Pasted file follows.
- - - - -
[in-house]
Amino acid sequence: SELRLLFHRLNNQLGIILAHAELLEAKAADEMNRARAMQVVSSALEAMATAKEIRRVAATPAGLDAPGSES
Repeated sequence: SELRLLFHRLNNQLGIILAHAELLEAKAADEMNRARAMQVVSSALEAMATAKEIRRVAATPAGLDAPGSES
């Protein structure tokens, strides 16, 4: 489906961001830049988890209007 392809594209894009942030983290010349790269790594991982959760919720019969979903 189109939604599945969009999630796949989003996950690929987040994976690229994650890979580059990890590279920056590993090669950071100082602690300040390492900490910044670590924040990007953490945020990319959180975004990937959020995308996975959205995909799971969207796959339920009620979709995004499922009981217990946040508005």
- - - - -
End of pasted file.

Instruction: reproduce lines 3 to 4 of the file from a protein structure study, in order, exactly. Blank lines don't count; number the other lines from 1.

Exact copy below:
Repeated sequence: SELRLLFHRLNNQLGIILAHAELLEAKAADEMNRARAMQVVSSALEAMATAKEIRRVAATPAGLDAPGSES
């Protein structure tokens, strides 16, 4: 489906961001830049988890209007 392809594209894009942030983290010349790269790594991982959760919720019969979903 189109939604599945969009999630796949989003996950690929987040994976690229994650890979580059990890590279920056590993090669950071100082602690300040390492900490910044670590924040990007953490945020990319959180975004990937959020995308996975959205995909799971969207796959339920009620979709995004499922009981217990946040508005």